CASE STUDY 1 Essay Example

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Case Study

Question 1

  • A – Ensure the airway is clear confirming cervical and spine protection.

  • B –confirm that breathing is present and regular ensuring efficient ventilation. Commence oxygen therapy 15 litres per minute in cases of smoke inhalation.

  • C –ensure the circulation and presence of cardiac activity. Initiate intravenous fluids.

  • D –rule out disability via performing the neurologic assessment.

  • E –confirm the environment is warm. Remove all clothing and jewelry on the burnt surface.

Following a burn or burns, it is important to commence some medication on the patient. Firstly, analgesics for pain relief like morphine 0.1 milligrams per kg body weight in titrated bonuses. Secondly, prophylactic antibiotics are administered in consideration of altered neutrophils activity, an imbalance in the cytokines production and an increase in lymphocites dysfunction. Topical antibiotics are a preference such as silver sulfadiazine. Thirdly, the patient requires benzodiazepines to allay anxiety following the burn injuries.

The calculation of the total body surface burnt is estimated via the rule of nines or the palm formulas. Following the history of the burnt surface on the victim, the rule of nines is more accurate in the calculation of the burnt surface area. The rule of nines estimates burns on the chest to be 9%, burns on the abdomen to be 9% and on the forearm to be 4.5%. The total burnt surface area equals to 22.5% of the total body surface area.

Intravenous fluids like Hartmann’s solution or normal saline administration is crucial within the first 24 hours. The calculation is via the Parkland formula that includes:

4mls * body weight in kilograms * total body surface area in percentage

4 * 80*22.5

7200 milliliters

50% of the total fluid is administered within the first 8 hours while the remaining 50 % over 16 hours.

1st 8 hours = 7200/2

=3600 milliliters

Next 16 hours = 3600 milliliters

Irrigate the burnt surface with tap water for 20 minutes. Avoid ice water to prevent vasoconstriction. Ensure the patient remains warm. Evaluate the extent and depth of the burns. Commence fluid resuscitation following calculation according to the Parkland formula. Provide emotional support to allay anxiety.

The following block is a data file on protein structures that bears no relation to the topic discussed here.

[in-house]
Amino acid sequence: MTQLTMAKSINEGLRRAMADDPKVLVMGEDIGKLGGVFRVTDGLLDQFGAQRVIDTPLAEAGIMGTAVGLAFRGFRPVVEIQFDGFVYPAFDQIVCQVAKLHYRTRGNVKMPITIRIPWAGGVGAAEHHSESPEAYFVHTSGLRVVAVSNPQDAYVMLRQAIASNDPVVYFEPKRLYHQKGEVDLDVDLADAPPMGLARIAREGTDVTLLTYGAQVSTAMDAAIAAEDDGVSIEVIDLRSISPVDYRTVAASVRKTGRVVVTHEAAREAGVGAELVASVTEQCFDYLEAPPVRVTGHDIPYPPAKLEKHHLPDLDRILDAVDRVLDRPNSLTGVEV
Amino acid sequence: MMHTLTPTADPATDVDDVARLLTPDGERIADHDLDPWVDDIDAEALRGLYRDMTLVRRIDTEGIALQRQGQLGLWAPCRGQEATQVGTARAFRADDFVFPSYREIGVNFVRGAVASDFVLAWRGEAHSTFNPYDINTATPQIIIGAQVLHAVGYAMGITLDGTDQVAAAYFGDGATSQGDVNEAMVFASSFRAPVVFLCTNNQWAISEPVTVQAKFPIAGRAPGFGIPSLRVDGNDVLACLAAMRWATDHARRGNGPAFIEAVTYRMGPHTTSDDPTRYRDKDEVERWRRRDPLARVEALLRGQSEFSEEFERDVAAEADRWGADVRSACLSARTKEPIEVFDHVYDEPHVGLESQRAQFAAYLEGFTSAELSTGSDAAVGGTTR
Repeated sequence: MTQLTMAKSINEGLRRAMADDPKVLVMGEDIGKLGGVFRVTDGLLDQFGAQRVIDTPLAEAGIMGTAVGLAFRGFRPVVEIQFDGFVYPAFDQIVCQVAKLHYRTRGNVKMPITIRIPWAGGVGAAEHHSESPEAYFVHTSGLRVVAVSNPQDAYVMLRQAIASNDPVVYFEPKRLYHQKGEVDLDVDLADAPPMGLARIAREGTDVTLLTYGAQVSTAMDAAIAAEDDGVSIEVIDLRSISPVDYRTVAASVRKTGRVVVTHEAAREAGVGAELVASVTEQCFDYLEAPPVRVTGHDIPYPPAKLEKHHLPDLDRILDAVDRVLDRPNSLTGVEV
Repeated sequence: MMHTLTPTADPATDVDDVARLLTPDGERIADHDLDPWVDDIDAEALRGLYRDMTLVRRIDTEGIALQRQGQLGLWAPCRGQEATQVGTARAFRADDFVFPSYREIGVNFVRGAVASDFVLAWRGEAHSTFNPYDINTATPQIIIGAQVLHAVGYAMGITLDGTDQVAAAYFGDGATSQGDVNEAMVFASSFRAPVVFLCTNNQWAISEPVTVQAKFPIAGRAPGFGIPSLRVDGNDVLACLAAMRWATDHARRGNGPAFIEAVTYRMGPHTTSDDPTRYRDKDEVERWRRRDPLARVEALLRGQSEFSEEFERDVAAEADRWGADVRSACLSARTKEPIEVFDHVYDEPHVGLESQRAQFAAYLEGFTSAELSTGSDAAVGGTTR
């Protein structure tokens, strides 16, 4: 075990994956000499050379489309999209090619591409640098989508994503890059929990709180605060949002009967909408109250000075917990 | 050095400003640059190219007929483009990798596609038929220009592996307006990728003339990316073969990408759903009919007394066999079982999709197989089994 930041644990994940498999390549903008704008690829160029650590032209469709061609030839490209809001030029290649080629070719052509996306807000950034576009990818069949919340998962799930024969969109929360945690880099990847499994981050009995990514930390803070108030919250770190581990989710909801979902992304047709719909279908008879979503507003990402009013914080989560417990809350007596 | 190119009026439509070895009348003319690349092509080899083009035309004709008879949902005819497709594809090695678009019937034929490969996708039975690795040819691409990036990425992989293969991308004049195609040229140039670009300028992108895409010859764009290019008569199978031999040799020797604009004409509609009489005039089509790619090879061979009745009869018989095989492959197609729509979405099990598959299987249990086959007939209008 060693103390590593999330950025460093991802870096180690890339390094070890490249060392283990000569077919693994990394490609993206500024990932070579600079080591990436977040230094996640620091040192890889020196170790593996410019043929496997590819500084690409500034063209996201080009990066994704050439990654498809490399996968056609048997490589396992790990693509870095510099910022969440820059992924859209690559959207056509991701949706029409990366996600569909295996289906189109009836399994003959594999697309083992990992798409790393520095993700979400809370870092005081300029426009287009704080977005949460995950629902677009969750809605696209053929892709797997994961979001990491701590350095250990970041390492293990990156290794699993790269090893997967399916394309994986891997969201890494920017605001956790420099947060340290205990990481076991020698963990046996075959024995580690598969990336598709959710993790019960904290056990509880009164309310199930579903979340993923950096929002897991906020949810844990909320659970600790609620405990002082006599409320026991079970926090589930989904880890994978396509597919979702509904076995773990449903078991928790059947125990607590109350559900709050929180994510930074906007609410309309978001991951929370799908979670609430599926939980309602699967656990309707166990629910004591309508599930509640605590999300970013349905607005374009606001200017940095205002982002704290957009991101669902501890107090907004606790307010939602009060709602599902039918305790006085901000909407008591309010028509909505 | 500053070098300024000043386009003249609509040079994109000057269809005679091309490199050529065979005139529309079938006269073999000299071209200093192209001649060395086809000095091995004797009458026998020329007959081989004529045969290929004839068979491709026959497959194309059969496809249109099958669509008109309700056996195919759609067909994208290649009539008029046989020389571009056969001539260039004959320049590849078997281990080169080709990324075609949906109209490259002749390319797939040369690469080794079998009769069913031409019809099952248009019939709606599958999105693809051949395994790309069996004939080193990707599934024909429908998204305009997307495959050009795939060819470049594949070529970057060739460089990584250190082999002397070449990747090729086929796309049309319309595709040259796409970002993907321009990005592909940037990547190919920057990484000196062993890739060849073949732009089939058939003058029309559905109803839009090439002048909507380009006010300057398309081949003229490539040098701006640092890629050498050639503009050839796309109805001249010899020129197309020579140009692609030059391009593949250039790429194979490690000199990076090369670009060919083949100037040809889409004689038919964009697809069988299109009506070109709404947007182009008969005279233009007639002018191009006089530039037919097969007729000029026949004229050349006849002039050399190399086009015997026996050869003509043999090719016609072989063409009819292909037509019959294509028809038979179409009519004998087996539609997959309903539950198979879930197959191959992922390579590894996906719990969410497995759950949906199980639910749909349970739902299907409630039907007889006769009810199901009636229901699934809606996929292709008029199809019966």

The 5potential problems the patient is at risk of developing include: infection, inflammation, wound edema and blisters. Others include burn impetigo due to loss of epithelium. Cellulitis occurs when the injured skin around the wound gets infected.

Question 2

Ensure the airway is patent. Confirm that the victim is breathing and well ventilated by counting the respiration rate. Confirm the presence of a cardiac activity and circulation by counting the heart rate. Conduct a neurologic exam to rule out disability via the Glasgow coma scale. Ensure the environment is warm.

  • Narcotics like morphine

  • Opiods like tramadol

  • NSAID like piroxicam

The most significant action following a hemorrhage is stopping the bleeding. The action may be achieved by applying pressure to the bleeding part or application of a tourniquet to cut off circulation from that part. Secondly, ensure the patient is swiftly transported to a hospital set up. Continue with resuscitation to maintain the peripheral pulse and mental status.

The patient is presenting with stage 2 hypovolaemic shock.

  • Gently clean the amputation part with crystalloid solution.

  • Wrap the body part in the crystalline soaked gauze in a tight sealed plastic wrap.

  • Label the sealed wrap and put in crushed ice.

  • Avoid using dry ice or freezing the part.

  • Carry the part along the patient to a hospital set up.

The patient is at risk of experiencing phantom pain. Secondly, the patient may develop an infection in the wound. Thirdly, he may suffer autonomic dysfunction where the other limb is affected due to the sympathetic nervous system alteration. Fourthly, he is at risk of experiencing muscle weakness and instability on the affected side. The fifth risk is osteomyelitis as a result of a sinus infection.

The golden period is the span of time following a traumatic injury that a victim can survive before initiating treatment. It relates to the patient in that he/she is experiencing uncontrolled bleeding and is at risk of going into hemorrhagic shock if the bleeding remains active.